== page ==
Originally posted on National Post | News:
On the outbreak of the War of 1812, Thomas Jefferson declared, “The acquisition of Canada … will be a mere matter of marching.” The prediction by the American founding father and third president seemed sensible at the time: The British were tied down in Europe fighting Napoleon. They had fewer than 1,000 regular soldiers defending Canada, and the volunteer Canadian militias in the colonies were no substitute for professional troops.
But there were also the native warriors to consider, and historian say they were vital to the defence of British North America. “First Peoples warriors played crucial roles in the victories at Mackinac, Detroit, and Queenston Heights,” said Peter MacLeod, pre-Confederation historian and curator of the 1812 exhibit at the Canadian War Museum. Their support “saved western Upper Canada from defeat and occupation during the first year of the war.”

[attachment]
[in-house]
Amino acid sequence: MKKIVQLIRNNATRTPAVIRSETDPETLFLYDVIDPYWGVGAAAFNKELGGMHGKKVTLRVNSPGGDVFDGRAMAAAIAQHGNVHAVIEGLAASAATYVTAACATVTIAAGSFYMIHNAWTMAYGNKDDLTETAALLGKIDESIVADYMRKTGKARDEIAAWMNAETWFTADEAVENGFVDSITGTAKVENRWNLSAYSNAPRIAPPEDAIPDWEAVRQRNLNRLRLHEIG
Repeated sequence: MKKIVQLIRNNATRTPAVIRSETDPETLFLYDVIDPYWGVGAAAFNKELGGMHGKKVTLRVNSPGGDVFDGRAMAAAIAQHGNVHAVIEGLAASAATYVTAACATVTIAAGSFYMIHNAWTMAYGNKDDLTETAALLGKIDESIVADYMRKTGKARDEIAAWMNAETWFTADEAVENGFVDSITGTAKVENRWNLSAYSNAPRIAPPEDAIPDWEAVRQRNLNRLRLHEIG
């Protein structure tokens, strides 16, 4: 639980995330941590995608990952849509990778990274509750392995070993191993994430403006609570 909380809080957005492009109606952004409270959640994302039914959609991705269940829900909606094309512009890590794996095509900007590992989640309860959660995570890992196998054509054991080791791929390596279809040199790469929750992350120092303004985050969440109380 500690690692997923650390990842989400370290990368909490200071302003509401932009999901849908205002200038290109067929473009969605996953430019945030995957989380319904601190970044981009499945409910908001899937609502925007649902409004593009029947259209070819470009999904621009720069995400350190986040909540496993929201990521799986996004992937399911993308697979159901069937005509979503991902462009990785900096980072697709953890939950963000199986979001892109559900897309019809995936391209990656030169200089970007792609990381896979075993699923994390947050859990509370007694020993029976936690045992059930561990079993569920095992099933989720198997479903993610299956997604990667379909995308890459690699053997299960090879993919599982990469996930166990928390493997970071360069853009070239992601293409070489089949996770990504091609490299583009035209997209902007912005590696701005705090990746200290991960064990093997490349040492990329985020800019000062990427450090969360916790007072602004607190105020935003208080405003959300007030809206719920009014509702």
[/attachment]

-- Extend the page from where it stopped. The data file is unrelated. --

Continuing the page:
Thousands of native warriors led by such heroic figures as Shawnee Chief Tecumseh fought the Americans. Tecumseh’s constant re-deployment of warriors at Fort Detroit in August 1812 convinced the Americans to surrender because they thought they were vastly outnumbered. Tecumseh had fought the Americans previously to save native lands from settlers, including the 1811 Battle of Tippecanoe. He died at the Battle of the Thames in October 1813, standing with native warriors against the Americans after British troops had fled.